Surf the Web for business financing yields thousands of sources: banks, brokers, consultants and venture capitalists, to name a few. While some names are immediately recognizable and radiate integrity, most aren't--and don't. Yet the semblance of sophistication combined with ease lure unsuspecting entrepreneurs into deals that often prove costly.
"Internet financing is fraught with scams," asserts Massoud Entekhabi, a partner in the PricewaterhouseCoopers Global Technology Group in Woodland Hills, California. "A simple search produces numerous accounts of rip-offs. And the SEC [Securities and Exchange Commission] is taking an aggressive stand to combat fraud on the Net." (See last month's "Money" column for more details.)
"Many are using the Web to make quick money off small businesses," Entekhabi warns. "The Internet allows them to create a sophisticated persona that enhances an entrepreneur's comfort level. You can go to a Web site that looks very professional and prestigious, but in reality, you have no idea whom you're dealing with."
Entekhabi says he's seen clients "ready to sign deals with money sources demanding 16 percent of funds raised, $25,000 in advance for nonaccountable costs, plus warrants [guaranteeing the right to buy stock in the company at a set price]. That's a good deal for somebody--but not for the entrepreneur."
Not all online financing offers are fraudulent, of course. "Some sites are pretty good," Entekhabi acknowledges, "such as the SBA's ACE-Net site http://www.sbaonline.sba.gov/ADVO/acenet.html, designed to match entrepreneurs with investors. There are a variety of other angel sites and introductory pages. Most venture capital firms have decent sites that can be found through search engines just by entering `venture capital.' "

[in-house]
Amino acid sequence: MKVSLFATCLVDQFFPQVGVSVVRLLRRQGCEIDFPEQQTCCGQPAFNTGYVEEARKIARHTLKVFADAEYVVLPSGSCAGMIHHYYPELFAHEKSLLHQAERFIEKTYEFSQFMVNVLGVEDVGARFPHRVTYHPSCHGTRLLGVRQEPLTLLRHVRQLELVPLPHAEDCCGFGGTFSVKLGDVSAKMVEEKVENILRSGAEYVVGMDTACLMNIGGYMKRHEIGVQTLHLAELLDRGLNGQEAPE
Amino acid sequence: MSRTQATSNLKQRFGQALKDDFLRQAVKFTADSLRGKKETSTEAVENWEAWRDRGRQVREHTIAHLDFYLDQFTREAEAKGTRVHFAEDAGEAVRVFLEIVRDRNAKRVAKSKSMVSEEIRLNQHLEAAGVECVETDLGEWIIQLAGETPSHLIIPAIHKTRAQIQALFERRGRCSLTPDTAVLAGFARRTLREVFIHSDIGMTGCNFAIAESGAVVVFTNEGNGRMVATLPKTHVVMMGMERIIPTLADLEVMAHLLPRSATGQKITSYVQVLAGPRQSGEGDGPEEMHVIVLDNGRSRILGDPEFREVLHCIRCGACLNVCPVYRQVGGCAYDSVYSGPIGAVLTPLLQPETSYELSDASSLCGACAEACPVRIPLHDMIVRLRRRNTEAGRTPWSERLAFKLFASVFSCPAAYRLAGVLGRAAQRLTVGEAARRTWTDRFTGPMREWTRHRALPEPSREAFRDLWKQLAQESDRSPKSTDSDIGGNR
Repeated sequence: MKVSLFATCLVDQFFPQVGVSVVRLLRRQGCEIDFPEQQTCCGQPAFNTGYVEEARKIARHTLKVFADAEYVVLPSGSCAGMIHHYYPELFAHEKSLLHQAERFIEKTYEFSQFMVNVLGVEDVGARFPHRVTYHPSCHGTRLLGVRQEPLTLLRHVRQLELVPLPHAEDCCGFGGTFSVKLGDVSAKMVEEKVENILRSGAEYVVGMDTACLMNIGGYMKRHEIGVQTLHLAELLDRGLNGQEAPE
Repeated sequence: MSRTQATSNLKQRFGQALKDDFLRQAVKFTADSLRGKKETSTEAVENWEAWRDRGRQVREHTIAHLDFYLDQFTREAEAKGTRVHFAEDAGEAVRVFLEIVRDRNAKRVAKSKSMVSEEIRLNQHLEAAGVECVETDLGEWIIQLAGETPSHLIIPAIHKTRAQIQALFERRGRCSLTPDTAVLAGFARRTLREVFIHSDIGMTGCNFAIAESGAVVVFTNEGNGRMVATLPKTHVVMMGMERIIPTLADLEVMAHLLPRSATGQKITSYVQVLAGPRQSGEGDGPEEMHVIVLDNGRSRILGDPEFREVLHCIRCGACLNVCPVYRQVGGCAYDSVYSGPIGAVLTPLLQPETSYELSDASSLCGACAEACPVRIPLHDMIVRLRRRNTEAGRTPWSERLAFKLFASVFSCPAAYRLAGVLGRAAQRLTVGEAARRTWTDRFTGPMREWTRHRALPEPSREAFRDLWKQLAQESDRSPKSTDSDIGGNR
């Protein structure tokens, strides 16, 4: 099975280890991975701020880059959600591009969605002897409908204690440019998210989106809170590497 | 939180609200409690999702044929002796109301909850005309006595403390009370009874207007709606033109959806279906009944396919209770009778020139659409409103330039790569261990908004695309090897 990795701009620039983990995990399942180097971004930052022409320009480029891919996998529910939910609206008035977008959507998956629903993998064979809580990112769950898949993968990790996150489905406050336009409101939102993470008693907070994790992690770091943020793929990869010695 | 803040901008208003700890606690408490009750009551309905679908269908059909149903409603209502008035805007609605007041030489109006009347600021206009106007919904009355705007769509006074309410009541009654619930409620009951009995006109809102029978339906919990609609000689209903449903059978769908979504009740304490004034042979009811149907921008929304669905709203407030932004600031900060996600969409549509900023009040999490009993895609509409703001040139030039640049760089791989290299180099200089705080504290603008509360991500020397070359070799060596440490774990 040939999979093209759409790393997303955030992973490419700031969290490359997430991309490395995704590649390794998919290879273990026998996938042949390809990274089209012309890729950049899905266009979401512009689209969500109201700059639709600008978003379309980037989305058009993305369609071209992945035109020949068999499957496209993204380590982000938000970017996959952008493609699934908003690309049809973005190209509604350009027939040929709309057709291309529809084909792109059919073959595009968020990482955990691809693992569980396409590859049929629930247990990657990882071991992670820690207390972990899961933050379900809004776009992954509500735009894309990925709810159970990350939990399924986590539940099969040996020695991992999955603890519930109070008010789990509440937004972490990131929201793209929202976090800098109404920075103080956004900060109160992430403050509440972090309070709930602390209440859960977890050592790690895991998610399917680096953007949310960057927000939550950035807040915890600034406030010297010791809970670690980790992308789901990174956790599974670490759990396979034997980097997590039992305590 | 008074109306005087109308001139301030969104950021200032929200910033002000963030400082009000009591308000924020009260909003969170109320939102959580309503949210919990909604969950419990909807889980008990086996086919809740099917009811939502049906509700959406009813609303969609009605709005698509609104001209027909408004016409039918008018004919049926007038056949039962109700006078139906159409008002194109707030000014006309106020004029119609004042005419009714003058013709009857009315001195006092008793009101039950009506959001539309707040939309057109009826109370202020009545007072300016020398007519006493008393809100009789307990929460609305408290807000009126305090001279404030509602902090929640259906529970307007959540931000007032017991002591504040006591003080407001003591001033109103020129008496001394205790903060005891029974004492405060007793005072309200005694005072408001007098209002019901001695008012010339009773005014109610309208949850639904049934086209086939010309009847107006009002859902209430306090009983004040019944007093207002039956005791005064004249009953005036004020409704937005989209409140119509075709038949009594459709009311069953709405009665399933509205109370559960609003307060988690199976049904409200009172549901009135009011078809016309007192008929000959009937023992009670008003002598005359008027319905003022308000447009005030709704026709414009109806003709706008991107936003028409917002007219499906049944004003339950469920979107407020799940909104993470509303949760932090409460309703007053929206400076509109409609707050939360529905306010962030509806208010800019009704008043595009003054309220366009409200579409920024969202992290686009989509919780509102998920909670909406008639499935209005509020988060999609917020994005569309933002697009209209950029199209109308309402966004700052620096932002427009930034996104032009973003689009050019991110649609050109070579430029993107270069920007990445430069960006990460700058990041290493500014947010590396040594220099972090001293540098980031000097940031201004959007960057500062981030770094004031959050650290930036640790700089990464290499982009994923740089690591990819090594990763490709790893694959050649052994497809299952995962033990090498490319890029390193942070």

How to sort the good from the bad? Make it a point to know exactly whom you're dealing with, Entekhabi advises. "Look for firms that describe their funds, detail the types of investments they make, and maybe even disclose the companies in their portfolios so you can see if your type of business is compatible with their investment interests," he says.
Still, Entekhabi concludes, "Nothing beats a good personal introduction. [Lenders and investors] like referrals from people they know and respect. Referrals act as a first-stage filter for [both parties], and provide the business owner with a more targeted introduction. It's a more efficient process all around." Try your lawyer, banker, accountant, other entrepreneurs who have been financed by funds, banks, angels or venture capitalists for referrals.
It's not necessary to avoid the Net as a vehicle for identifying potential funding sources. But, as with any financial matter, be cautious. Investigate all deals carefully, and don't do anything before consulting your attorney or CPA.
Paul De Ceglie (MrWritePDC@aol.com) is a former staff reporter for Journal of Commerce and American Banker.